«We can now confirm that there was financial support and therefore a connection from the New Zealand attacker to the Identitarians in Austria,» Kurz said.
«Our position is clear: no matter what kind of extremism it is, whether it’s radical Islamism or far-right fanatics, must have no place in our country and our society,» he added. «We will use the full force of the law against this kind of ideology.»
Kurz said anyone found to have committed crimes would be punished. «Furthermore (we will) examine whether the Identitarians can be dissolved,» he said.
Austrian authorities said last week that the Christchurch shooter visited the country and Kurz said investigators are now trying to determine «whether there further contacts between the New Zealand attacker and Austrian citizens» during his trip.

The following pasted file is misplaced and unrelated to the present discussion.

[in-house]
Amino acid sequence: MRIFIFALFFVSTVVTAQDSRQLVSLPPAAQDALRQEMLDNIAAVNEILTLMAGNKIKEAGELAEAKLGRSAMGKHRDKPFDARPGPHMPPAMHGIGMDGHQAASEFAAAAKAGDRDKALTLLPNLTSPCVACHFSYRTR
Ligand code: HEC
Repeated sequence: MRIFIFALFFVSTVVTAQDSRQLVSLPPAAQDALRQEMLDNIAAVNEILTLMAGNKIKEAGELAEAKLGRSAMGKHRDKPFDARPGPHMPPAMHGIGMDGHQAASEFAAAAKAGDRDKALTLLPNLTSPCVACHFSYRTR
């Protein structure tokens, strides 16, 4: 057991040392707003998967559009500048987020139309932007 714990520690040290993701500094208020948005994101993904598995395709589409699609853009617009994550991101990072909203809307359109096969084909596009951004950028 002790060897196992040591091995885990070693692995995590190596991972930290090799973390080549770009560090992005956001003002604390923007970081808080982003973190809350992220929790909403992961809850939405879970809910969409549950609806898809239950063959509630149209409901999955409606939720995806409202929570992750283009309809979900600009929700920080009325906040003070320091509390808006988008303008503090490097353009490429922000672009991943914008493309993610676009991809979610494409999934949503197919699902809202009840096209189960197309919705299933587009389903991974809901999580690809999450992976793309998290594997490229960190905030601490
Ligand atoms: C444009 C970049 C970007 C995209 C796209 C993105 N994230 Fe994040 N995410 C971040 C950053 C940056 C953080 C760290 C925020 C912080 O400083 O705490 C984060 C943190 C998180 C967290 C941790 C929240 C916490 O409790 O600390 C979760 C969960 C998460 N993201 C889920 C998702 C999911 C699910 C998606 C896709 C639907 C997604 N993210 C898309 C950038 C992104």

Australian Brenton Tarrant was arrested within an hour of the March 15 attack, in which 50 Muslims were killed in the southern New Zealand city. He has been charged with murder.
Some of Tarrant’s anti-Muslim views are echoed by the Identitarian Movement.
Austria’s vice chancellor, Heinz-Christian Strache, said there would be «no tolerance» for anyone found to have ties to the Christchurch attacker and condemned his «sick ideology.»
Strache’s Freedom Party has itself been linked to the Identitarian Movement and a photo showing him and a prominent member of the group in a pub was the subject of a recent court case in Austria. Strache had sued for defamation, claiming the photo was a fake, before acknowledging it was real and withdrawing the suit.
«We have adopted clear resolutions in the Freedom Party that anybody who is active in the Identitarians can’t hold any function (in the party),» said Strache, adding that he didn’t vet everyone who wanted to take a selfie with him.